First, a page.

A cold front moved into southwest Idaho Sunday, increasing cloud cover and lowering temperatures -- good news for crews battling the Pioneer Fire.
The Fire, burning in rugged terrain and thick timber between Idaho City and Lowman, has now charred some 185,895 acres and is about 56% contained, officials said. Some 1,033 personnel are assigned to the fire, which involves 27 crews, nine helicopters, 21 engines, three dozers, six water tenders and one masticator.
North to northwest winds are ushering in cooler temperatures that will help raise relative humidity values in the coming days. This increase in surface moisture will also raise precipitation chances into the mid-week, according to a Boise National Forest news release. As a result, fuel moisture values will slowly rebound -- which crews hope will greatly aids in reducing fire activity.
Crews continue to construct indirect fire lines along National Forest System Roads 591 and 579, east and northeast of Deadwood Reservoir. Heavier fuels are being removed along these indirect fire lines.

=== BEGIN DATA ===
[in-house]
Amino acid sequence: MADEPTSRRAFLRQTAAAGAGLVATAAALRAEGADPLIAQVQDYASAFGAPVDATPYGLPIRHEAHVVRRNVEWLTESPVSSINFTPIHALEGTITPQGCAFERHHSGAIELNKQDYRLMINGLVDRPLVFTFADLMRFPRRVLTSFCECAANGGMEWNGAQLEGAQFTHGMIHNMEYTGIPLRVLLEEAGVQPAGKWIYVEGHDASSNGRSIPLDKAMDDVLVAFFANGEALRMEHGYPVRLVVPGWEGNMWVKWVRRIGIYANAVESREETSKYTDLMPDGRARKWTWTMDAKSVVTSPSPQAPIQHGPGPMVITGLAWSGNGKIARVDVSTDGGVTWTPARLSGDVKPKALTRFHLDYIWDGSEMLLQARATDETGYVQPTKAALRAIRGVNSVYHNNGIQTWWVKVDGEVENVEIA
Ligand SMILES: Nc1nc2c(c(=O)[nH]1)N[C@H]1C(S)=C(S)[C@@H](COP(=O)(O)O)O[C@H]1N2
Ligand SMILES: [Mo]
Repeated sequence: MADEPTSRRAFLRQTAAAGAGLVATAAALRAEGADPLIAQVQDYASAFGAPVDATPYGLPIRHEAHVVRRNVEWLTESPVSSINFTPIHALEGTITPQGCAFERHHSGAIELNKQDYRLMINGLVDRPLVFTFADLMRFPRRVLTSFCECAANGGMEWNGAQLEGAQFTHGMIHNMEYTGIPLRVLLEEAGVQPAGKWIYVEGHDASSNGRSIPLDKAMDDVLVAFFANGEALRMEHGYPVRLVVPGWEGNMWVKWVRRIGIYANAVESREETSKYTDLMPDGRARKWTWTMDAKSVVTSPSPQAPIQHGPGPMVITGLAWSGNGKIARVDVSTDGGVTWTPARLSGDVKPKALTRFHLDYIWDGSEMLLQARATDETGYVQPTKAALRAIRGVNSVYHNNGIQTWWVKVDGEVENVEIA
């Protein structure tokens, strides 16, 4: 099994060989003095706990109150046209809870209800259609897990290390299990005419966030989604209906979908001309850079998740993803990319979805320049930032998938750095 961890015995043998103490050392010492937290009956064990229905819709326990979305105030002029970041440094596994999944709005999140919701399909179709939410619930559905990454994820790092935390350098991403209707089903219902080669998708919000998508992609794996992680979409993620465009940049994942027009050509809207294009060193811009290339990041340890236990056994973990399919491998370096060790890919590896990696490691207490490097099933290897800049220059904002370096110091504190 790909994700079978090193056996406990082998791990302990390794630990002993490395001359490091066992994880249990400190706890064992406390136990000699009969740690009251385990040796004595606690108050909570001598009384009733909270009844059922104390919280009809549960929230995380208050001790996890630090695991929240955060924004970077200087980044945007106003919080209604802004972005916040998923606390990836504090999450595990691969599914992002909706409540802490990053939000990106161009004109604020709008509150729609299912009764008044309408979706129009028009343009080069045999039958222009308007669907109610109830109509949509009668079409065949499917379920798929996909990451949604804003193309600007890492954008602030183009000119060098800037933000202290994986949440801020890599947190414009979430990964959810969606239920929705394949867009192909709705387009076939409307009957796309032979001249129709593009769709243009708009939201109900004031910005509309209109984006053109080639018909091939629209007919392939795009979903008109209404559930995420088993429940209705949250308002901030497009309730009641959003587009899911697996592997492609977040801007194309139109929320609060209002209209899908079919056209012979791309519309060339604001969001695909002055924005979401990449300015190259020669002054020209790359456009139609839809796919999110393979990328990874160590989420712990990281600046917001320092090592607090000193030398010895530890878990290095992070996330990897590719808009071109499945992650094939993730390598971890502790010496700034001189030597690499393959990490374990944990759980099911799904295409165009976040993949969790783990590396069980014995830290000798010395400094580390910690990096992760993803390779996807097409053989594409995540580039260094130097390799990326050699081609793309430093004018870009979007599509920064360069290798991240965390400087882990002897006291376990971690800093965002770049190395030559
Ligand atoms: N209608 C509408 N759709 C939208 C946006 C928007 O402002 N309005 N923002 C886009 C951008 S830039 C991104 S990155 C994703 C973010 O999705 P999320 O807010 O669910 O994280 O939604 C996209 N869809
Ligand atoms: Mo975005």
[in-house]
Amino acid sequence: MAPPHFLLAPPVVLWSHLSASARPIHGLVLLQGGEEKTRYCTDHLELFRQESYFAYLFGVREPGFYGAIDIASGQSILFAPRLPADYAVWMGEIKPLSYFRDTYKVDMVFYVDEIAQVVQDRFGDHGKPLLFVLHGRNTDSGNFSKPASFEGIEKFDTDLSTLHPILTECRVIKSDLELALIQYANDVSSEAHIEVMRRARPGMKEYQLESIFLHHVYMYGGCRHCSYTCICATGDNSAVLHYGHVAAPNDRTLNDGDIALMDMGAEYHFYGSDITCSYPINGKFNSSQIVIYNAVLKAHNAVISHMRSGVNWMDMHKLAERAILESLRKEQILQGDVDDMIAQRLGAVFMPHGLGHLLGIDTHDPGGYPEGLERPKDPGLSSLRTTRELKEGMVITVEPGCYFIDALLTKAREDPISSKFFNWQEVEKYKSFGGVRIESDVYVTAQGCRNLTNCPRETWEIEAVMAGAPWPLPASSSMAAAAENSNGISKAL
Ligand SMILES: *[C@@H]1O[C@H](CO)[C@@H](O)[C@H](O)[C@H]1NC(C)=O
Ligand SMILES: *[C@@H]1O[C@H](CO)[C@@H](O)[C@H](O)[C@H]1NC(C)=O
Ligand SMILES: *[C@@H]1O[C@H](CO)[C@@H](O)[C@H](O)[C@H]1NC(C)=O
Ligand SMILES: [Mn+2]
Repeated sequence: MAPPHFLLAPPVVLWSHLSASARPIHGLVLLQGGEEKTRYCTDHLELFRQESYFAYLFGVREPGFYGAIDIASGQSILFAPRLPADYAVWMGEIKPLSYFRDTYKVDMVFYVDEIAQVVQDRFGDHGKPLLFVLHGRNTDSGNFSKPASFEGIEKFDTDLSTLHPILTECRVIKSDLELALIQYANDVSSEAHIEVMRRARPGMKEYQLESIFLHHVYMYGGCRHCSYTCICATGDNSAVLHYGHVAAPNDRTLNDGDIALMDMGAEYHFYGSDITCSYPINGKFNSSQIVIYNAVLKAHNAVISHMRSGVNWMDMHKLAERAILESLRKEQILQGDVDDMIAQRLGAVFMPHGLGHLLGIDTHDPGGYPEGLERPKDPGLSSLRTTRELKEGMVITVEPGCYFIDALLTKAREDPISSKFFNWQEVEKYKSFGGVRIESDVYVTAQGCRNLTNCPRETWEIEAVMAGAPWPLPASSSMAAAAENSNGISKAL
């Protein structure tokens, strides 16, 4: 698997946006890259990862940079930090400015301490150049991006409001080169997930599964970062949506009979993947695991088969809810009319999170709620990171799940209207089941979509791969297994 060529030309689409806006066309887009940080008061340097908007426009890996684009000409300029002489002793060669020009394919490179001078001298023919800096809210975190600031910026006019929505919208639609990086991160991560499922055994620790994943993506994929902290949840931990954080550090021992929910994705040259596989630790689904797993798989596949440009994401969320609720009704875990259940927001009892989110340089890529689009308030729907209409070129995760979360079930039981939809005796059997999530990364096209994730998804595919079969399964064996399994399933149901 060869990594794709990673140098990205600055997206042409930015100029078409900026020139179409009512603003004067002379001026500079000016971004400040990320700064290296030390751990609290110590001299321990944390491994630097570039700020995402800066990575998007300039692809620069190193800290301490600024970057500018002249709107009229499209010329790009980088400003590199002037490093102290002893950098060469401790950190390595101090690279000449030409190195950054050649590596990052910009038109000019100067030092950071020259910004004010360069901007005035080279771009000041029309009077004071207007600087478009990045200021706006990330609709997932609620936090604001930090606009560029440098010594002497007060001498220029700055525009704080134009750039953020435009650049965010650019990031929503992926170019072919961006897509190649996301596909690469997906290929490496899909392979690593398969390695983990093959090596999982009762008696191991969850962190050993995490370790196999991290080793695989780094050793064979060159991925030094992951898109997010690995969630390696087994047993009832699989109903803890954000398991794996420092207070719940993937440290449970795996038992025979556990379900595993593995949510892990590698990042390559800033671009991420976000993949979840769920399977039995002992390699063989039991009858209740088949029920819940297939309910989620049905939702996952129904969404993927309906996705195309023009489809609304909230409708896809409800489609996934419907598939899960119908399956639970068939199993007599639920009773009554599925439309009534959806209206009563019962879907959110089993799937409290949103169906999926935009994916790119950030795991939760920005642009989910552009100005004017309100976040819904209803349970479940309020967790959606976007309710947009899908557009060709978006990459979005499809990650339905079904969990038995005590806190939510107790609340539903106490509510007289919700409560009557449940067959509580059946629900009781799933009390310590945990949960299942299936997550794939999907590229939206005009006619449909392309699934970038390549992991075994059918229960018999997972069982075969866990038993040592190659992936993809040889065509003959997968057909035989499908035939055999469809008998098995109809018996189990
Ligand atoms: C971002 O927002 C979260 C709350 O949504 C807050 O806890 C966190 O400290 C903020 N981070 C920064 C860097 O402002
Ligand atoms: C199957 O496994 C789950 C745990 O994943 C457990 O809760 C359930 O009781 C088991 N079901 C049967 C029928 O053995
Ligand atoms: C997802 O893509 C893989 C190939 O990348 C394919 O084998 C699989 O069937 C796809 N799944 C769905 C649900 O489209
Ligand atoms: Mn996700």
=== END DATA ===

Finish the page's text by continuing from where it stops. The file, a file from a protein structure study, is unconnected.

In addition, hose lines are in place if needed as reinforcement to curtail potential fire activity. Heavy equipment is also being used to reduce the amount of hazardous trees and the risk of firefighters being injured.
Fire in the Miller Mountain and Long Creek area is slowly burning into the Lowman Fire burn scar where fuels are sparse and broken, which is expected to also limit fire activity.
All other existing fire lines are holding and will be monitored in the coming days.
Officials point out suppression repair is nearly complete on the southern portion of the fire, south of Highway 17, with only a few spots needing additional clean-up. Crews positioned on the southern portion of the fire will continue to monitor containment lines and will be available for any initial attacks, such more fires break out.
Officials do not expect additional closures in the Boise National Forest. The current closure status is available on online at http://www.fs.usda.gov/alerts/boise/alerts-notices.